India’s first newspaper, founded in 1780, held up a mirror to British rule in India. It can also teach us about how tyrants work and how an independent press can stop them, writes journalist and historian Andrew Otis.
Known as Hicky’s Bengal Gazette after its intrepid founder, James Augustus Hicky, the newspaper notoriously dogged the most powerful men in India.
It dug into their private lives and accused them of corruption, bribery and abuse of rights. Among many claims, it accused the then ruler of British India, Governor General Warren Hastings, of bribing the chief justice of India’s Supreme Court.
It alleged that Hastings and his top aides launched illegal wars of conquest, taxed the people without representation and suppressed freedom of speech.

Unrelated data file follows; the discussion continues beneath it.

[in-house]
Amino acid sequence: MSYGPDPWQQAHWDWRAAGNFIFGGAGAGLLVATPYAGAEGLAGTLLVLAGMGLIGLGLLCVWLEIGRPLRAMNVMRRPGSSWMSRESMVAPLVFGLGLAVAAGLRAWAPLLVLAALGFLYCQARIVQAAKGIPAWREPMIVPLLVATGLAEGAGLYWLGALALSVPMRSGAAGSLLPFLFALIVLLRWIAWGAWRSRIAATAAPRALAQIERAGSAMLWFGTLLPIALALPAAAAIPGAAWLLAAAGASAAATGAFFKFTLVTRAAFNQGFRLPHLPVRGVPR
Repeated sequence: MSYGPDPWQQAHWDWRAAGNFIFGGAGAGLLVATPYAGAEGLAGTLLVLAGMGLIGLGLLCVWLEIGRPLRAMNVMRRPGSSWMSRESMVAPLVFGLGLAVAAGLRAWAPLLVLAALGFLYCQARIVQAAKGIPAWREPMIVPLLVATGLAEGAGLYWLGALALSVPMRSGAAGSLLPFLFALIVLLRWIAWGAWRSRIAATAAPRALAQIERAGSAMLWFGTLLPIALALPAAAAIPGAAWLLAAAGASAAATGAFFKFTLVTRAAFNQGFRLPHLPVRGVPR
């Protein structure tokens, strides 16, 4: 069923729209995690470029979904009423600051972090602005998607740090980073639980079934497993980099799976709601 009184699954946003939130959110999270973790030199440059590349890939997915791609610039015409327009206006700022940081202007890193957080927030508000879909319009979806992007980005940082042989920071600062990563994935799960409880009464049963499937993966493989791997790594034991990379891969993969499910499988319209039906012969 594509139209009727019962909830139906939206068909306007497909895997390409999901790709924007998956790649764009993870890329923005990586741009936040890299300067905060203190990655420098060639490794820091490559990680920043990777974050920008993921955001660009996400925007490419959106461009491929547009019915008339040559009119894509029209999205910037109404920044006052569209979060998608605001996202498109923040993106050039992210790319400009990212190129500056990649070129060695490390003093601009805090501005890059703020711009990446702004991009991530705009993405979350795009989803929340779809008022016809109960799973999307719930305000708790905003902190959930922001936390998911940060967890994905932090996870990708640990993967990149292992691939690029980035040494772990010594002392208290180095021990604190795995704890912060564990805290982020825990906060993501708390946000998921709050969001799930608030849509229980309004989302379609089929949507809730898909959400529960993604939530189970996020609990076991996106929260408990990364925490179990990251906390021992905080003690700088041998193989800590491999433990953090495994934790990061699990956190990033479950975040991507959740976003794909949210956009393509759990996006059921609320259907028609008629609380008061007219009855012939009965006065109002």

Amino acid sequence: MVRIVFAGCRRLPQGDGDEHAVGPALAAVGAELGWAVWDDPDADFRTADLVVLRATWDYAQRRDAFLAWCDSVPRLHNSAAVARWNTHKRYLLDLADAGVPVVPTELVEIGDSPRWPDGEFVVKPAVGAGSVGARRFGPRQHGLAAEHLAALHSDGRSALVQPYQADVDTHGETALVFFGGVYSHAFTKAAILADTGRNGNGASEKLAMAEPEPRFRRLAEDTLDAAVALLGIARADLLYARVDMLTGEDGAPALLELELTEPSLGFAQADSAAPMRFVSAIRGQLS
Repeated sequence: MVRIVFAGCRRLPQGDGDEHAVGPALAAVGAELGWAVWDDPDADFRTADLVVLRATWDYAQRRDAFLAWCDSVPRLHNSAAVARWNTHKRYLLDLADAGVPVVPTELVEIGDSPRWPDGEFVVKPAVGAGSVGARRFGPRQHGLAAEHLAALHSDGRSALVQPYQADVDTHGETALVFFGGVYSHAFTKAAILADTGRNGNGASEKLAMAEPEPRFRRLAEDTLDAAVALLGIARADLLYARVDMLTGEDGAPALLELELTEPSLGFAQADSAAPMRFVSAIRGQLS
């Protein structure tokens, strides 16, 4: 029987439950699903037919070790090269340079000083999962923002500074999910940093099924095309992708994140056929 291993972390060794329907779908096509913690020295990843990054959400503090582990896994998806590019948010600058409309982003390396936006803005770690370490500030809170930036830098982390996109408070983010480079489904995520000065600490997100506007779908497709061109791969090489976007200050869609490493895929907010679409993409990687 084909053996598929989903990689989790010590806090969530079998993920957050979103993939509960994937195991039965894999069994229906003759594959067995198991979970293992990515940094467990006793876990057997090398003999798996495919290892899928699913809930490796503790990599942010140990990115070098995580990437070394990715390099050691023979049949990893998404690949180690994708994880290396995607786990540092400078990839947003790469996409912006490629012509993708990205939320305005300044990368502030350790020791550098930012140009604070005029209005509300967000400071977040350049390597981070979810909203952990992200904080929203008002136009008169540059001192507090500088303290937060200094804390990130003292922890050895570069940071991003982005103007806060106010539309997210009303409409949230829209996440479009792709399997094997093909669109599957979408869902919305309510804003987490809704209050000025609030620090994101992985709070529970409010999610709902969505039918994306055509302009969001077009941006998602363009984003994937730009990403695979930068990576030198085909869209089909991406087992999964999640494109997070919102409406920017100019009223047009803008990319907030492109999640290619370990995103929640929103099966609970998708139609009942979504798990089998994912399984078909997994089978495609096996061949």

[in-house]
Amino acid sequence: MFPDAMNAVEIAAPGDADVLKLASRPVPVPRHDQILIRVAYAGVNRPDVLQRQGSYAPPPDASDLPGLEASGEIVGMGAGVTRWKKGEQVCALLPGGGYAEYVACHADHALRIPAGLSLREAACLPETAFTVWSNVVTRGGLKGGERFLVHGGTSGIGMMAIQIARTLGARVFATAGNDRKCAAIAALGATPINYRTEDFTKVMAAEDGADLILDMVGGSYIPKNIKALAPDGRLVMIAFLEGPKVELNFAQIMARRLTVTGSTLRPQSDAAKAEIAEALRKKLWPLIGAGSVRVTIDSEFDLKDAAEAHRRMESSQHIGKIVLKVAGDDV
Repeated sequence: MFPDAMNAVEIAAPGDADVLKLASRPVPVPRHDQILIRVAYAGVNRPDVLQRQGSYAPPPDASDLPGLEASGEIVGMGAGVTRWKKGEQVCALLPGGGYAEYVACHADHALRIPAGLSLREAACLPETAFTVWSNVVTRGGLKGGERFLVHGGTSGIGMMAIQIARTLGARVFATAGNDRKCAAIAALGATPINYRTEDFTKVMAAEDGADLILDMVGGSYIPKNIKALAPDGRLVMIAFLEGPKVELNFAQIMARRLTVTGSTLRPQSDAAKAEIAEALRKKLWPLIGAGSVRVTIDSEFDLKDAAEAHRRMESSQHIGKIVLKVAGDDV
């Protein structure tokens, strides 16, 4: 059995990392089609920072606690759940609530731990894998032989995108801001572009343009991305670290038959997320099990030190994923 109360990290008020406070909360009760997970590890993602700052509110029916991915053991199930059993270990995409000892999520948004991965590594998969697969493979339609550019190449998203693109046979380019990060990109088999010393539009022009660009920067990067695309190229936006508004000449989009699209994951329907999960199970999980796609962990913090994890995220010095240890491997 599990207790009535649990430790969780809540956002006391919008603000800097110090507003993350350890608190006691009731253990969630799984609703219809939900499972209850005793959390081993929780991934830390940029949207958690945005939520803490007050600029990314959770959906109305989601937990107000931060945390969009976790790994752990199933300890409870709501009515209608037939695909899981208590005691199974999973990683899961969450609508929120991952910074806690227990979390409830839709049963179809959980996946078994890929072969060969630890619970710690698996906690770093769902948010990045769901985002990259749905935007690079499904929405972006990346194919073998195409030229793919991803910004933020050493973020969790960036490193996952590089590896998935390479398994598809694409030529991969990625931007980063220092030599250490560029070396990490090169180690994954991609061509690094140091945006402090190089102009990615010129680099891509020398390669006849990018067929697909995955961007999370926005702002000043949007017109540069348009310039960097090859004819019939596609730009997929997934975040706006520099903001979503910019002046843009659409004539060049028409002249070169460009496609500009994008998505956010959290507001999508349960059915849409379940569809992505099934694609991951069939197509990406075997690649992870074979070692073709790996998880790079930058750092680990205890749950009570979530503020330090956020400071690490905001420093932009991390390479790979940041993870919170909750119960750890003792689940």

The newspaper also reported on the lives of Europeans and the Indian poor – often news that its competitors would have ignored. It bonded with those at the lowest levels of colonial society, especially the soldiers who fought and died in the wars waged by the British East India Company.
At the height of its power, the Company controlled large parts of India with its own armed forces. But it was disbanded after Indian soldiers in its army revolted against the British in 1857.
The newspaper, in fact, called on the soldiers to mutiny, arguing that their throats were “devoted to the wild chimeras of a madman”, a reference to Hastings.